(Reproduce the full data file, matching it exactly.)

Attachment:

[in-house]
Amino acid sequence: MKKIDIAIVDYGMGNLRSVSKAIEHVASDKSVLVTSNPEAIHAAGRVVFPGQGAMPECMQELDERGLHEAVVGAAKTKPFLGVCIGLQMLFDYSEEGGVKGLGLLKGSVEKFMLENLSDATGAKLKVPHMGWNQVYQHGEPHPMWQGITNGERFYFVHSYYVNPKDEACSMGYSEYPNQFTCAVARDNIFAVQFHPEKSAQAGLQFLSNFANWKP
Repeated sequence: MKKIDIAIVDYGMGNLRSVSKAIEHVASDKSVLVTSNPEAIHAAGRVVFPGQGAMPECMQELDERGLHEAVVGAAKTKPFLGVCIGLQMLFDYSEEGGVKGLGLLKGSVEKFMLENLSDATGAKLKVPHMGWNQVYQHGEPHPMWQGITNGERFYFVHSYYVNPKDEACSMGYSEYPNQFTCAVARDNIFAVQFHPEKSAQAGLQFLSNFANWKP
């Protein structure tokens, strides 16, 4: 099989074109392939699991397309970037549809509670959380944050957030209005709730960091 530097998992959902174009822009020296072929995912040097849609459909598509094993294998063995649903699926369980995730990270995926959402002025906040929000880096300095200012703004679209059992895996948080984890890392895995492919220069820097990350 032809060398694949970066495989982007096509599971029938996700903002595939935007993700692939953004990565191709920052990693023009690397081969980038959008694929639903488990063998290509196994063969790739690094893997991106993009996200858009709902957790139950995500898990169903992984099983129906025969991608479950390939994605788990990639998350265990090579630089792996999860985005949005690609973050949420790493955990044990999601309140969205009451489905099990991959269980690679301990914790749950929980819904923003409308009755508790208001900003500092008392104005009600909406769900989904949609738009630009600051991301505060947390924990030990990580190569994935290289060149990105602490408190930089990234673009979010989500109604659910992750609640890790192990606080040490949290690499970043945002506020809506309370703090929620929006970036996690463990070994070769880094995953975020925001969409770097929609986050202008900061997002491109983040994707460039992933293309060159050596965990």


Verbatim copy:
[in-house]
Amino acid sequence: MKKIDIAIVDYGMGNLRSVSKAIEHVASDKSVLVTSNPEAIHAAGRVVFPGQGAMPECMQELDERGLHEAVVGAAKTKPFLGVCIGLQMLFDYSEEGGVKGLGLLKGSVEKFMLENLSDATGAKLKVPHMGWNQVYQHGEPHPMWQGITNGERFYFVHSYYVNPKDEACSMGYSEYPNQFTCAVARDNIFAVQFHPEKSAQAGLQFLSNFANWKP
Repeated sequence: MKKIDIAIVDYGMGNLRSVSKAIEHVASDKSVLVTSNPEAIHAAGRVVFPGQGAMPECMQELDERGLHEAVVGAAKTKPFLGVCIGLQMLFDYSEEGGVKGLGLLKGSVEKFMLENLSDATGAKLKVPHMGWNQVYQHGEPHPMWQGITNGERFYFVHSYYVNPKDEACSMGYSEYPNQFTCAVARDNIFAVQFHPEKSAQAGLQFLSNFANWKP
């Protein structure tokens, strides 16, 4: 099989074109392939699991397309970037549809509670959380944050957030209005709730960091 530097998992959902174009822009020296072929995912040097849609459909598509094993294998063995649903699926369980995730990270995926959402002025906040929000880096300095200012703004679209059992895996948080984890890392895995492919220069820097990350 032809060398694949970066495989982007096509599971029938996700903002595939935007993700692939953004990565191709920052990693023009690397081969980038959008694929639903488990063998290509196994063969790739690094893997991106993009996200858009709902957790139950995500898990169903992984099983129906025969991608479950390939994605788990990639998350265990090579630089792996999860985005949005690609973050949420790493955990044990999601309140969205009451489905099990991959269980690679301990914790749950929980819904923003409308009755508790208001900003500092008392104005009600909406769900989904949609738009630009600051991301505060947390924990030990990580190569994935290289060149990105602490408190930089990234673009979010989500109604659910992750609640890790192990606080040490949290690499970043945002506020809506309370703090929620929006970036996690463990070994070769880094995953975020925001969409770097929609986050202008900061997002491109983040994707460039992933293309060159050596965990």